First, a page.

Other local centers — including Aventura Mall and the Village of Merrick Park in Coral Gables — count luxury retailers among their clients. And several planned developments — like Brickell CityCentre, in which the Whitman family is a partner, and a long-awaited Watson Island hotel-marina complex — hope to draw in luxury tenants as well.
The Design District has a jump on them all.
Hermès was among the first stores to announce it would open a flagship store in the Design District, moving out of Bal Harbour when its lease expired in January, and opening a temporary store on 40th Street in mid-February. When completed in early 2015, its permanent store will encompass 14,000 square-feet on three floors, with a rooftop garden, said Robert Chavez, president and chief executive of Hermès U.S.
A desire for more space to showcase its growing collections — particularly its home collection and women’s shoes — served as the catalyst for the move, Chavez said. In the Design District there will also be room for the first freestanding Saint Louis Crystal boutique in the United States, adjacent to Hermès, with a door adjoining the two stores.
“We are happy to make the investment, especially with Craig,” Chavez said.
Already, Chavez said that Hermès’ sales volume in the Design District is on par with what it had in Bal Harbour, even though its new store isn’t currently open nights or Sundays.
Emilio Pucci has also opened a boutique, featuring a varied assortment that includes its classic designs, as well as more unique runway pieces, said Emilio Pucci President and Chief Executive Alessandra Carra.
“From the brand’s perspective, we closed Bal Harbour and decided to have two [shops] in Miami: one in a classical destination shopping mall [Aventura], for people looking for the classical shopping experience,” Carra said by telephone from Milan. “And we decided, when the Design District is ready, [we would have] a second store that would not compete with Aventura, but be something different.”
Other luxury brands also plan to open flagship stores that will feature their full product range.
As designers develop their collections, “it’s about the brand being able to showcase the lifestyle of the brand, rather than a selected version of pieces of the brand,” said retail analyst Cohen of the NPD Group.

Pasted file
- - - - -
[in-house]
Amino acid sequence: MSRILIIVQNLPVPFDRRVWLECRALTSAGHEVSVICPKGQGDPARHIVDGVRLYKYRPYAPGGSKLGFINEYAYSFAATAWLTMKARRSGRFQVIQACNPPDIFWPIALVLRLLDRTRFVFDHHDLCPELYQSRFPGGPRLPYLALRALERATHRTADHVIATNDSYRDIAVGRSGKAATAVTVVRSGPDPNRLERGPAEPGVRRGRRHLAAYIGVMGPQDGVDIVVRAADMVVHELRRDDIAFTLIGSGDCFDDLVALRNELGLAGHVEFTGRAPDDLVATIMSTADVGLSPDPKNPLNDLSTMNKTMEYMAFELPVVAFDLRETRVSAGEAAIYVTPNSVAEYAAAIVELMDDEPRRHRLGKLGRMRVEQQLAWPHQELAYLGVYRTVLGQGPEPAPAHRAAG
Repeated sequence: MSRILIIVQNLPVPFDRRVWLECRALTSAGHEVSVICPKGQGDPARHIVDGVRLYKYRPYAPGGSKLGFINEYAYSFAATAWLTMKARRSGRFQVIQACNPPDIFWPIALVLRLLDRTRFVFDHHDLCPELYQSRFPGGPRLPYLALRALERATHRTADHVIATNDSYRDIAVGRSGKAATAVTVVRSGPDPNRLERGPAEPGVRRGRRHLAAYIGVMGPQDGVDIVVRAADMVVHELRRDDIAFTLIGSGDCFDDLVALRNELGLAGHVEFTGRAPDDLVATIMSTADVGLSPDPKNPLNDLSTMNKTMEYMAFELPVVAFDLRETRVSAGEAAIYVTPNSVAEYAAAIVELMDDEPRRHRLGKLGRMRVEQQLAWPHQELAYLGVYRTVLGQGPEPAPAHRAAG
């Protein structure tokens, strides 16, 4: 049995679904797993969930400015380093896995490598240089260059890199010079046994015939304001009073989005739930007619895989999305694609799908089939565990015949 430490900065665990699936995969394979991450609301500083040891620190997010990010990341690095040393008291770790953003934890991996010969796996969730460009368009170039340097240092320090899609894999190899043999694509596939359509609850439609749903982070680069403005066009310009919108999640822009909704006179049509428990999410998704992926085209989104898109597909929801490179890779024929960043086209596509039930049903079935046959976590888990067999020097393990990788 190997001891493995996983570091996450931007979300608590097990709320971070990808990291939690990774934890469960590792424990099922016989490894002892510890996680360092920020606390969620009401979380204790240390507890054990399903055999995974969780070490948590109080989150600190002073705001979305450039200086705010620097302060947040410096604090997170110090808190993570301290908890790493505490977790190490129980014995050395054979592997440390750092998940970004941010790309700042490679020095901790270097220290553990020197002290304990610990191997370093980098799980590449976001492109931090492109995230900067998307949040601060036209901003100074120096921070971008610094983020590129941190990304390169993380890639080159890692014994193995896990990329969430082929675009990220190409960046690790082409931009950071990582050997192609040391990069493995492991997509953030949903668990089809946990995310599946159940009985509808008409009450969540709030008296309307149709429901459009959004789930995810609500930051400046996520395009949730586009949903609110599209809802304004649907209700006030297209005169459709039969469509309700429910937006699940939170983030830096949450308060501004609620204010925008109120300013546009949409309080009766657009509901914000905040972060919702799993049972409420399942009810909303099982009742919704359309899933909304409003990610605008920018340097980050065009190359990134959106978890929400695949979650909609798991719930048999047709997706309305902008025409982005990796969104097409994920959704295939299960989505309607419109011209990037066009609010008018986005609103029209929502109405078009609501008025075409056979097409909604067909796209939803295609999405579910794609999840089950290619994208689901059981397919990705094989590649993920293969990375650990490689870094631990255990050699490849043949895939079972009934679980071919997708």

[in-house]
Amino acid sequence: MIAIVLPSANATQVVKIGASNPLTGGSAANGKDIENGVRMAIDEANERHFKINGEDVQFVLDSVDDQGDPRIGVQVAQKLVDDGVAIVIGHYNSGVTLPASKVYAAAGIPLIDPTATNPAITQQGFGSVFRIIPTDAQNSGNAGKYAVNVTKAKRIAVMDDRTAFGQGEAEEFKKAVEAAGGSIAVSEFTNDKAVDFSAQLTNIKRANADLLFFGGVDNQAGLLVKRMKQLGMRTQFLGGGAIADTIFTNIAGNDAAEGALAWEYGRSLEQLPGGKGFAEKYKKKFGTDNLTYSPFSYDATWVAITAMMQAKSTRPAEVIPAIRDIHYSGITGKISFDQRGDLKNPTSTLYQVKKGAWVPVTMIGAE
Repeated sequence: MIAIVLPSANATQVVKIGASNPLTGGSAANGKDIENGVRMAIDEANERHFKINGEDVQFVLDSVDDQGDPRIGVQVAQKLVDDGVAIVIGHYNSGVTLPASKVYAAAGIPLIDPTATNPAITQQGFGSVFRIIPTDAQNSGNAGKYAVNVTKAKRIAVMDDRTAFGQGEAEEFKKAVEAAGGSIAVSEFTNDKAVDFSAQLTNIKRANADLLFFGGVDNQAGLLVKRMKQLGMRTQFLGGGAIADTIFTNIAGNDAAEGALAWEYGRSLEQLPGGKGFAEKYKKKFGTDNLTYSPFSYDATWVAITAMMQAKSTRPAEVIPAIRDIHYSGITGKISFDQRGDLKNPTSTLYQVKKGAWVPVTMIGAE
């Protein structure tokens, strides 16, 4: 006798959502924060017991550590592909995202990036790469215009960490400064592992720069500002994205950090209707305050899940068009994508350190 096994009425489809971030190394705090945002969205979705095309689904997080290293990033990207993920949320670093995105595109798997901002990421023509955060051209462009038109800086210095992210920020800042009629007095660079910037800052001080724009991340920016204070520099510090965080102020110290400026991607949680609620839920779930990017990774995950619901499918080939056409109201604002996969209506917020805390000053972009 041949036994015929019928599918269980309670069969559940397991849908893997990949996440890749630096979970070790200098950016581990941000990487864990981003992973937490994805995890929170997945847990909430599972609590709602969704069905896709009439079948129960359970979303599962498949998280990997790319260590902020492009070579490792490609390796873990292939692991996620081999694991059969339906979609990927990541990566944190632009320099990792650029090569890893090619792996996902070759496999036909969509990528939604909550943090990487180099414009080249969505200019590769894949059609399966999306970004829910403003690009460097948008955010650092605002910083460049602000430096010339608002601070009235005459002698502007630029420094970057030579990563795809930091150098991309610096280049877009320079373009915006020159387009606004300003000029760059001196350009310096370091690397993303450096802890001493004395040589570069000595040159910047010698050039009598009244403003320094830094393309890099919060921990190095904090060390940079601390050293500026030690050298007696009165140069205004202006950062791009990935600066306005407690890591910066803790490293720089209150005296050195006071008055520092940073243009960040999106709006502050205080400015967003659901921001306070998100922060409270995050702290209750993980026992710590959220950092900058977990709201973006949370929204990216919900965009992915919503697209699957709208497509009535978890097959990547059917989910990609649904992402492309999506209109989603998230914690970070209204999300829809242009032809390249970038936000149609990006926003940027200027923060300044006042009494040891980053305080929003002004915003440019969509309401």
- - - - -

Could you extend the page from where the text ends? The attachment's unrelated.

Hot brand Tom Ford plans to open its flagship store next fall, which will be its first in Florida, featuring its full line of mens’ and ladies’ ready-to-wear and accessories, cosmetics, perfume and eyewear.
“We really believe it is a great project,” said Domenico De Sole, chairman of Tom Ford, who was formerly chairman and chief executive of the Gucci Group. “We were eager to open in the Miami area, and we were eager to open a flagship store.”
But not everyone is yet convinced that the district will succeed.
Pam Danziger, president and founder of Stevens, Penn.-based Unity Marketing and author of Putting the Luxe Back in Luxury, notes that luxury shoppers, hard hit during the recession, came back in 2010, amid pent-up demand. But they have since leveled off to a “new normal,” below their previous height.
“Just to say it will be successful, a slam dunk, would not be prudent,” Danziger said of Miami’s revitalizing district. “They have to attract the right customer and sell to them.”
Those customers, Robins believes, will be sophisticated shoppers not just from Miami, but also visitors from all around the world.
Security is also a concern, as many of the luxury retailers admit, though they say they have confidence that Robins is addressing the issue.
No doubt Miami has its share of crime. The area just north of the Design District saw a spike in incidents like purse and watch snatchings in 2008. But a police department spokeswoman said the district does not stand out as a crime area.
Still, Robins wants shoppers and retailers to feel comfortable. “Just the nature of being in a real neighborhood, in a city, as opposed to being in a mall presents challenges,” he said. He has hired the same national security firm that works for high-end watch and jewelry companies, Security Industry Specialists, known as SIS, and installed surveillance cameras on the street.
Amid the roar of construction, the Design District is still a work in progress. Luxury storefronts on and near 40th Street are juxtaposed against massive construction sites on 39th Street. In all, 15 buildings are currently under construction, including one above-ground and one underground garage that will augment 500 existing spaces.